India    21.04.2015    Transindus

Goa may have become famous due to its stunning beaches, but this is not the only reason to visit the Indian state. There are a wide range of cultural attractions to visit and many ancient traditions are still going strong. With a burgeoning food and drink scene combining local flavours with outside influences, there are many elements of Goa that will seduce you before a step is even taken on the sand.


Goa's state capital occupies a pleasant riverside location, with plenty of low-rise buildings and some architectural gems. Panjim first came into existence in the late 18th century and had fully established itself as a bustling city by the 1820s. This is when Portuguese colonialism reigned in the region, with many of the impressive edifices dating back to this time. In recent years they have been painted in pastel colours, fusing traditional Goan style with that of the colonists.

Secretariat Building

It is worth seeking out the Secretariat Building while in Panjim as it is the oldest colonial edifice in the whole of Goa. This symbolic piece of architecture was built on the site of the grand summer palace of Goa's 15th century sultan Yusuf Adil Shah and was made into a customs post when the Portuguese took over.


The old Latin quarter of Panjim is one of the best places to see the influence that Portugal has had on the region. Here, the streets are narrow, with the old villas and buildings standing out from the crowd. They were built in a haphazard manner during the colonial rule, but this is not the overall feel of the place, which very much resembles a European city in India. Wandering around and exploring the old and new with buildings in various states of disrepair is fascinating.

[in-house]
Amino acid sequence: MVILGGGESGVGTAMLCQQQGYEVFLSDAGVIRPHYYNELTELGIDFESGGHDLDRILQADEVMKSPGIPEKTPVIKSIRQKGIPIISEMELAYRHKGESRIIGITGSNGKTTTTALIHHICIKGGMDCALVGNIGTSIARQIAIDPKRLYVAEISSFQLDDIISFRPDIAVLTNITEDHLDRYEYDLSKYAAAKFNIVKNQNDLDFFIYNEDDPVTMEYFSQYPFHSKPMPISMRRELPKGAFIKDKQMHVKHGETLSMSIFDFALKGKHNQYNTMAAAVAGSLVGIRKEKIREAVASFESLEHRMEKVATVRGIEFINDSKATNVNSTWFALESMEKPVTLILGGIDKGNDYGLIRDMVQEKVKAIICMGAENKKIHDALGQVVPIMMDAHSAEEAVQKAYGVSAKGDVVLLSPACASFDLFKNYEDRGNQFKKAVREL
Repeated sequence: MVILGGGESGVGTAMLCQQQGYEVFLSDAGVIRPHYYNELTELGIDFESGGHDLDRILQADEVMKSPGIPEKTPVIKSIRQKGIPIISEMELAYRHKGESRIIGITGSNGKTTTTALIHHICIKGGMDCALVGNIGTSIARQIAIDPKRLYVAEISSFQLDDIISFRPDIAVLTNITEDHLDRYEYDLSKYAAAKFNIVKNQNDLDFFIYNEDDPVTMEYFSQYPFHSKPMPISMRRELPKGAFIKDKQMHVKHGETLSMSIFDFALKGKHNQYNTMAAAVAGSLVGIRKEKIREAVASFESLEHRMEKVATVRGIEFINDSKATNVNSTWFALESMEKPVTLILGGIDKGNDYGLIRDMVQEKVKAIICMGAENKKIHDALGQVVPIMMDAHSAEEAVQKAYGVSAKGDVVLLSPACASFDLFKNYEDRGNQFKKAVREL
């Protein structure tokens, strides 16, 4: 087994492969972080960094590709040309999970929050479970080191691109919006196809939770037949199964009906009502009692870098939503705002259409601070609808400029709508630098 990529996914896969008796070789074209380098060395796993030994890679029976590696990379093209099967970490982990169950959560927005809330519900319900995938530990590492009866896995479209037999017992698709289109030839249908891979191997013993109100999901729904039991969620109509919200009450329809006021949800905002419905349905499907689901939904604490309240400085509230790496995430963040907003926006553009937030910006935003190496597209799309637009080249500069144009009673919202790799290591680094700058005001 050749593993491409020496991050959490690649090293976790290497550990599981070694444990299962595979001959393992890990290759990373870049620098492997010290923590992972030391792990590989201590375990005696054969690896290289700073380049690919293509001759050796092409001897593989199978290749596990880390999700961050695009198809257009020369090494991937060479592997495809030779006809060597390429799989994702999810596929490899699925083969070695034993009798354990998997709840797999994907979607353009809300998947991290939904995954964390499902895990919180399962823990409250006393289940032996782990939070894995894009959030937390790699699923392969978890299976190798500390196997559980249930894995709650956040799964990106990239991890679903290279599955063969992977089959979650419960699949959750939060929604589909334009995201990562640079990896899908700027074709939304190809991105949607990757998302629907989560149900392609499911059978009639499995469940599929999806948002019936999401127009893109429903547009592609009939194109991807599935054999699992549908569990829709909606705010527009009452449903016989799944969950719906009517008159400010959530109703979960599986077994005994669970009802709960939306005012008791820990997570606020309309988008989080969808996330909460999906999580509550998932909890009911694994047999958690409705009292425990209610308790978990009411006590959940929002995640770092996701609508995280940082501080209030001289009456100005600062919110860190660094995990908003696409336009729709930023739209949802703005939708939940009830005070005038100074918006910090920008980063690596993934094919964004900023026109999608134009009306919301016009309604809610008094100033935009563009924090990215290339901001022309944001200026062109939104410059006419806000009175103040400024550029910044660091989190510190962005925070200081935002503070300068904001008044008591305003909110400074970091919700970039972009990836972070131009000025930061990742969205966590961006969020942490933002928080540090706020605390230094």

Old Goa

The original colonial capital of Goa is located a few kilometres away from modern-day Panjim and linked to it by way of a causeway. This stretch of land takes visitors past many of the old salt pans to a place where the earliest colonial architecture can be found. Many of the wide avenues are now empty, but the churches that remain are particularly interesting to explore. These, along with a number of convents have been recognised by the United Nations Educational, Scientific and Cultural Organization (UNESCO) as a World Heritage Site.

Se Cathedral

The cathedral in Old Goa is dedicated to St Catherine of Alexandria, but is best known as Se Cathedral. It opened to the public in 1640 and has remained a place of worship ever since. The huge edifice dominates the Terreiro de Sabaio Square upon which it sits, with a Tuscan style exterior and Corinthian interior.

Church of Our Lady of the Mount

It is always good to get a view of a city and this can be achieved by visiting the Church of Our Lady of the Mount, around two kilometres from Se Cathedral. The small chapel on the hill was constructed in 1510 on the orders of Alfonso de Albuquerque after his armies claimed victory over the Goan Muslim ruler Yusuf Shah. It was renovated in 2001.

Wildlife spotting

As well as beaches and cities, Goa also boasts habitat that is home to a large number of species of wildlife. To escape the hustle and bustle of these other locations, venture into the countryside and spot creatures at one of the many animal sanctuaries in the region. Bondla, Cotigao and Bhagwan Mahavir are among the most beautiful. Nothing says India like seeing a resplendent kingfisher dart by.